Nissan 370Z

AutoTrader NZ
Published 3 September 2020

Nissan’s 350Z provided a bit of a sports car revolution when it first appeared, by delivering more sporting cred than expected for the money. So what if the cabin materials felt a bit cheap; it went like a cut cat and looked hot-hot-hot.

Can the 370Z deliver the same, only better? Our rapid Dunedin-to-Invercargill-to-Queenstown launch drive suggested it can.

Certainly it looks the part, sharper, and beautifully finished by those GT-R-style alloy wheels – New Zealand gets the bigger, 19-inch hoops and the sports brakes while the Aussies make do with more pedestrian fare.

Those lines benefit from a lower roofline, a shorter length yet wider track, the combo imparting an even more purposeful air. That’s only enhanced when you climb aboard, for the seats are closer to the rear axle.

You’ll notice the smarter cabin, with its classier materials and neat touches like the row of round dials so reminiscent of the classic 240Z, and the fact the larger instruments move with the steering wheel as you adjust its height.

What you won’t notice are the cuts Nissan has made. To weight, that is. As well as the aluminium bonnet, it’s now used for the boot-lid and doors too. The smaller fuel tank drops 6.3kg (the car’s more economical so range isn’t affected); the drivetrain 7.9kg and the exhaust 1.4kg; the smaller body weighs 28.1kg less and even the audio’s trimmed 1.6kg of fat.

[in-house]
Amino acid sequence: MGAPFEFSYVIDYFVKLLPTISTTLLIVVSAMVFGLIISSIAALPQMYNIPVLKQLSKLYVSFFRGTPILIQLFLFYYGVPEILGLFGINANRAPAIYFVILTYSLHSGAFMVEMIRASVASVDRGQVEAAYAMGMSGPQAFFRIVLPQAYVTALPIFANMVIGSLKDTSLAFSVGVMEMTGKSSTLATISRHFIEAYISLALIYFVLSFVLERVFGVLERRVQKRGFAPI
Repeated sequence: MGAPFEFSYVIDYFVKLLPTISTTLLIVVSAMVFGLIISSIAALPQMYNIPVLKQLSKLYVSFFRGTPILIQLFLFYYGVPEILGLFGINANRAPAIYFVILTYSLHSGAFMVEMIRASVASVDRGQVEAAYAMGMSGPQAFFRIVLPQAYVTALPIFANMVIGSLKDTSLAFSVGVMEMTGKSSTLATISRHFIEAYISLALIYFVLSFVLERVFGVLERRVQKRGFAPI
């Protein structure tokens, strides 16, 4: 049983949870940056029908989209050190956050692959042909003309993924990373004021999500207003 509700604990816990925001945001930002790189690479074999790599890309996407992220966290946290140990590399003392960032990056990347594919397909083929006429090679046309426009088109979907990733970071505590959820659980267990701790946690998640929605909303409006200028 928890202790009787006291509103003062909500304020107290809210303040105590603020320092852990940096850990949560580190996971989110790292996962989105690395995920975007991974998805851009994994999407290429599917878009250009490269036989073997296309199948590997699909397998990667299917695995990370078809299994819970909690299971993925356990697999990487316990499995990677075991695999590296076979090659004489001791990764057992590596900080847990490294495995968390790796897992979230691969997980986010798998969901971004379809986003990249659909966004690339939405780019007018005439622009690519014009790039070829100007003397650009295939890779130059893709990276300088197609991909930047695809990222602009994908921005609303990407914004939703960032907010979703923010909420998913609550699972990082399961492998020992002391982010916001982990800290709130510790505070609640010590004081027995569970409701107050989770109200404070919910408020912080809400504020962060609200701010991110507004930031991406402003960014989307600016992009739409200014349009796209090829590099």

Overall the car’s 60kg lighter. Even better, it’s also more powerful. The 3.7-litre V6 powerplant uses a clever variable valve system that’s similar to BMW’s valvetronic in effect, at 245kW and 363Nm delivering more power and torque for less fuel used.

There’s a six-speed manual transmission and a seven-speed auto that proved impressive, holding the gears, and accessible manually via large steering wheel-mounted paddles.

I’d assumed the Syncro-rev that blips the throttle for you on down-changes would prove to be useless marketing puffery, but it really does effortlessly adjust revs to gear changes; you might heel-and-toe it as efficiently, but few modern drivers can. If you’re one of them, switch it off – it’s fitted to the manual, but you can opt out.

Meanwhile, hoonery is balanced by safety, Nissan says. There’s not much space between engine and bonnet, so the latter pops up if you hit a pedestrian to reduce the severity of the impact. There are six airbags in this two-seat car. There’s ESP stability control – which came on more often for surplus acceleration that it did when winter grit interfered with cornering grip. And those massive brakes – as big in diameter as a standard Micra’s whole wheel – didn’t fade despite the abuse we inflicted.

And I have to admit, we did inflict abuse. The Caitlins road delivers swervery that’s demanding at under the speed limit, and this proved the perfect car to hurl through it. The rear-drive chassis is delightfully adjustable on the throttle when understeer does surface – there’s a tad more weight in the front after all – and you just drive through it.

Tyre noise on our coarse chip masks the engine noise more than I’d like, but perhaps that was more noticeable on these roads, and I look forward to a longer drive on my home turf.

Compare the Nissan 370Z to other models here.